Esomeprazole Helps Most Barrett's Esophagus Patients

But abnormal esophageal acid persists in 16 to 23 percent of patients

THURSDAY, Sept. 28 (HealthDay News) -- A five-day esomeprazole regimen significantly cuts esophageal acidity in most Barrett's esophagus patients, but abnormal acidity lingers in 16 to 23 percent of patients, researchers report in the September issue of the American Journal of Gastroenterology.

Stuart J. Spechler, M.D., of the University of Texas Southwestern Medical Center in Dallas, and colleagues compared intragastric and intraesophageal acidity in 31 Barrett's esophagus patients who were randomized to three different esomeprazole regimens for five days.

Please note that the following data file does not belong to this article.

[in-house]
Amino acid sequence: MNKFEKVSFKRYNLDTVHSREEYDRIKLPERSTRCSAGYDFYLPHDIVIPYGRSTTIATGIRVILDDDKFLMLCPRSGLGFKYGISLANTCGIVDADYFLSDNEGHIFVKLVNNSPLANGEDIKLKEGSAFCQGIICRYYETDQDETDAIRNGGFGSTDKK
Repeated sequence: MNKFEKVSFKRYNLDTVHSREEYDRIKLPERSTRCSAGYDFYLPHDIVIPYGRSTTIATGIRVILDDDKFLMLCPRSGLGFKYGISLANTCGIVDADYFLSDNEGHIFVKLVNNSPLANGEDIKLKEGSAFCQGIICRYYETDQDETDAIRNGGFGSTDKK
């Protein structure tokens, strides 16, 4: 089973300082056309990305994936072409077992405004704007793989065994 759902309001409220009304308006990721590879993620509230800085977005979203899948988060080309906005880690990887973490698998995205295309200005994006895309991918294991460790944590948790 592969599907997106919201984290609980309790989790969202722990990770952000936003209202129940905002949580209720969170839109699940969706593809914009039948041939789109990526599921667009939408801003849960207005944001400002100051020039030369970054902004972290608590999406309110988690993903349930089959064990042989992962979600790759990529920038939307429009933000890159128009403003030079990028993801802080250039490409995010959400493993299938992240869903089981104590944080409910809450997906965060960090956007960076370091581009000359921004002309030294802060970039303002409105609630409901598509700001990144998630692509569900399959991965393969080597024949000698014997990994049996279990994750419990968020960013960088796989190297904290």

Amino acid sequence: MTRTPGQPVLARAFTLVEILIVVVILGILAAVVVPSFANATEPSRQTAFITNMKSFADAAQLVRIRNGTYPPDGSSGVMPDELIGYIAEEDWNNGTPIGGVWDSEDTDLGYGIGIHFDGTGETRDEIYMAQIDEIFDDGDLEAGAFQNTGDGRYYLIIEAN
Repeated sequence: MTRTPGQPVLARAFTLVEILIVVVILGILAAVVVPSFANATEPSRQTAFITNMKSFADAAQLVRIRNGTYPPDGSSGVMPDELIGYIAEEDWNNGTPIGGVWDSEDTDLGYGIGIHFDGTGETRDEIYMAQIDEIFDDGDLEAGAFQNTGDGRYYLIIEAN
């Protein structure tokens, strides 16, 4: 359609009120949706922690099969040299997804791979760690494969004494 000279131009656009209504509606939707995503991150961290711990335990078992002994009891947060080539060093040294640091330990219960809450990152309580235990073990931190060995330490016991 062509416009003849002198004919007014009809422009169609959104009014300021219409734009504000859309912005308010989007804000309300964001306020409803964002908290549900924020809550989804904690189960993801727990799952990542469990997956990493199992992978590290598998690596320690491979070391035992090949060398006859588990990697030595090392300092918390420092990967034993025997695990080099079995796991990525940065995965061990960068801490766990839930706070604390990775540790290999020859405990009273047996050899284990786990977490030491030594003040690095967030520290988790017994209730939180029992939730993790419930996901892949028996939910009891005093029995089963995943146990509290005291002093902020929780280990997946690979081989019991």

On day five, the researchers found an intragastric pH of greater than 4.0 for 88.4 percent of patients on three daily 40-mg esomeprazole doses, which was significantly more effective than two daily 40-mg doses (81.4 percent) and three daily 20-milligram doses (80.4 percent). But abnormal esophageal acid exposure lingered in 16 to 23 percent of the patients, the report indicates.

"These results suggest that the apparent 'proton pump inhibitor resistance' described in patients with Barrett's esophagus may be caused by their profound reflux diathesis rather than by gastric resistance to the antisecretory effects of proton pump inhibitors," the authors write.

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